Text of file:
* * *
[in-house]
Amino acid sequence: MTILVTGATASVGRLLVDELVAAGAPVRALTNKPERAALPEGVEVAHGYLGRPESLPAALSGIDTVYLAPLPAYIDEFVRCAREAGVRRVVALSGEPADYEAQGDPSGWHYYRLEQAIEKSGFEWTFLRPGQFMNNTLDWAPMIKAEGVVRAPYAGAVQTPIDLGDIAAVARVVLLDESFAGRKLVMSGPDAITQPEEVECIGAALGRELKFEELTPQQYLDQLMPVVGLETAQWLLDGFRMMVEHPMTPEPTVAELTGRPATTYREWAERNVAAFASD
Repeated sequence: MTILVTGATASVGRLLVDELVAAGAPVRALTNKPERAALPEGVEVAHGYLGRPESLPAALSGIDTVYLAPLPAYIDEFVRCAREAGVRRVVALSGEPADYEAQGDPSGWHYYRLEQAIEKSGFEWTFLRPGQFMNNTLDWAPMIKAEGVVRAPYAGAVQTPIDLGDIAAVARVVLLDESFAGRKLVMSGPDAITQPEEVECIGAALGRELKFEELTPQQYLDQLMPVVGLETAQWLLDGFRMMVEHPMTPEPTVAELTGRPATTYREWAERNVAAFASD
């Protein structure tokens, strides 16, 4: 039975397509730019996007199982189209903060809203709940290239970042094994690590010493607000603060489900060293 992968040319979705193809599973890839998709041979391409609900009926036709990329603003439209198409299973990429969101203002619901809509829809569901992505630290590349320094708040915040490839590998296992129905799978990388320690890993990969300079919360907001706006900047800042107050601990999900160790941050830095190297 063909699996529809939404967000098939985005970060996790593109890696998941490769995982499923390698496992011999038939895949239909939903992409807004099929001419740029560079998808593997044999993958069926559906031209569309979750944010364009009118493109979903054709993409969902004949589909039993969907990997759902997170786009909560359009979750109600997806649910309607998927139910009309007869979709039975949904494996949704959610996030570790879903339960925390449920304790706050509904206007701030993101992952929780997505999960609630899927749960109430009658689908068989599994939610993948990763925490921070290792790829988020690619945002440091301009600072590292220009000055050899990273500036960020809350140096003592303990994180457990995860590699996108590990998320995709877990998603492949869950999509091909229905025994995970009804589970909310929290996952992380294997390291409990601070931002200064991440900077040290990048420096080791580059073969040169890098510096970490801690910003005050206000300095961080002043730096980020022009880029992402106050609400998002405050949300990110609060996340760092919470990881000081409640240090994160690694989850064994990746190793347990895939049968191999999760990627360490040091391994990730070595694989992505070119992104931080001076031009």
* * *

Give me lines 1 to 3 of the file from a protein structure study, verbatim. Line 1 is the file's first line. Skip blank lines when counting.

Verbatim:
[in-house]
Amino acid sequence: MTILVTGATASVGRLLVDELVAAGAPVRALTNKPERAALPEGVEVAHGYLGRPESLPAALSGIDTVYLAPLPAYIDEFVRCAREAGVRRVVALSGEPADYEAQGDPSGWHYYRLEQAIEKSGFEWTFLRPGQFMNNTLDWAPMIKAEGVVRAPYAGAVQTPIDLGDIAAVARVVLLDESFAGRKLVMSGPDAITQPEEVECIGAALGRELKFEELTPQQYLDQLMPVVGLETAQWLLDGFRMMVEHPMTPEPTVAELTGRPATTYREWAERNVAAFASD
Repeated sequence: MTILVTGATASVGRLLVDELVAAGAPVRALTNKPERAALPEGVEVAHGYLGRPESLPAALSGIDTVYLAPLPAYIDEFVRCAREAGVRRVVALSGEPADYEAQGDPSGWHYYRLEQAIEKSGFEWTFLRPGQFMNNTLDWAPMIKAEGVVRAPYAGAVQTPIDLGDIAAVARVVLLDESFAGRKLVMSGPDAITQPEEVECIGAALGRELKFEELTPQQYLDQLMPVVGLETAQWLLDGFRMMVEHPMTPEPTVAELTGRPATTYREWAERNVAAFASD